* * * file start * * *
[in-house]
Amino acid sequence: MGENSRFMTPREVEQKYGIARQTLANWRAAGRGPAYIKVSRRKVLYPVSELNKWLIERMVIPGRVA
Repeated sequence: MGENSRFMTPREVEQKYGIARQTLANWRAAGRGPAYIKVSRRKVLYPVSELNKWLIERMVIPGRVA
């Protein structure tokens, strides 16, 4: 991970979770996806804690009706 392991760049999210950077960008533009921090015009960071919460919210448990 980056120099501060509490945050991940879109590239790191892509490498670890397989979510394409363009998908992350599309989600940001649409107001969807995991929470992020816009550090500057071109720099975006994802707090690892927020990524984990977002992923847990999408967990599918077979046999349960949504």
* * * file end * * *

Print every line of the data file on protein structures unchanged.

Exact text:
[in-house]
Amino acid sequence: MGENSRFMTPREVEQKYGIARQTLANWRAAGRGPAYIKVSRRKVLYPVSELNKWLIERMVIPGRVA
Repeated sequence: MGENSRFMTPREVEQKYGIARQTLANWRAAGRGPAYIKVSRRKVLYPVSELNKWLIERMVIPGRVA
């Protein structure tokens, strides 16, 4: 991970979770996806804690009706 392991760049999210950077960008533009921090015009960071919460919210448990 980056120099501060509490945050991940879109590239790191892509490498670890397989979510394409363009998908992350599309989600940001649409107001969807995991929470992020816009550090500057071109720099975006994802707090690892927020990524984990977002992923847990999408967990599918077979046999349960949504």